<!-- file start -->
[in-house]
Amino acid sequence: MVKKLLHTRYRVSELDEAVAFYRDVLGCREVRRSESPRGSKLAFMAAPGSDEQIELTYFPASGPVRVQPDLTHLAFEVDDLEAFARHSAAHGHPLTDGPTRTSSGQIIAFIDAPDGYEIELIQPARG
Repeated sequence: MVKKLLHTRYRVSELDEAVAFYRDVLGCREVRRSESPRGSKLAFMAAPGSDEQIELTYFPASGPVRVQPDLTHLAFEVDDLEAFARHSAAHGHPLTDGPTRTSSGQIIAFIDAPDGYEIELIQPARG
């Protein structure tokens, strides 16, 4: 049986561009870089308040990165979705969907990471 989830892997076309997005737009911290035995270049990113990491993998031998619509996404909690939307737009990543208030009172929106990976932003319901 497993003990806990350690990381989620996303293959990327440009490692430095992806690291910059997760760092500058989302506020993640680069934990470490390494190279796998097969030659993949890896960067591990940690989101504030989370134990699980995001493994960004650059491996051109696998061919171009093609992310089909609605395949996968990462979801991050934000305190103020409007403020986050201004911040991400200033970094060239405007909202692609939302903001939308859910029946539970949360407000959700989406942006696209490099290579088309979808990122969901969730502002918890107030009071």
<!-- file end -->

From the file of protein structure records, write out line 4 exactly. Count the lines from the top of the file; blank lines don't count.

């Protein structure tokens, strides 16, 4: 049986561009870089308040990165979705969907990471 989830892997076309997005737009911290035995270049990113990491993998031998619509996404909690939307737009990543208030009172929106990976932003319901 497993003990806990350690990381989620996303293959990327440009490692430095992806690291910059997760760092500058989302506020993640680069934990470490390494190279796998097969030659993949890896960067591990940690989101504030989370134990699980995001493994960004650059491996051109696998061919171009093609992310089909609605395949996968990462979801991050934000305190103020409007403020986050201004911040991400200033970094060239405007909202692609939302903001939308859910029946539970949360407000959700989406942006696209490099290579088309979808990122969901969730502002918890107030009071």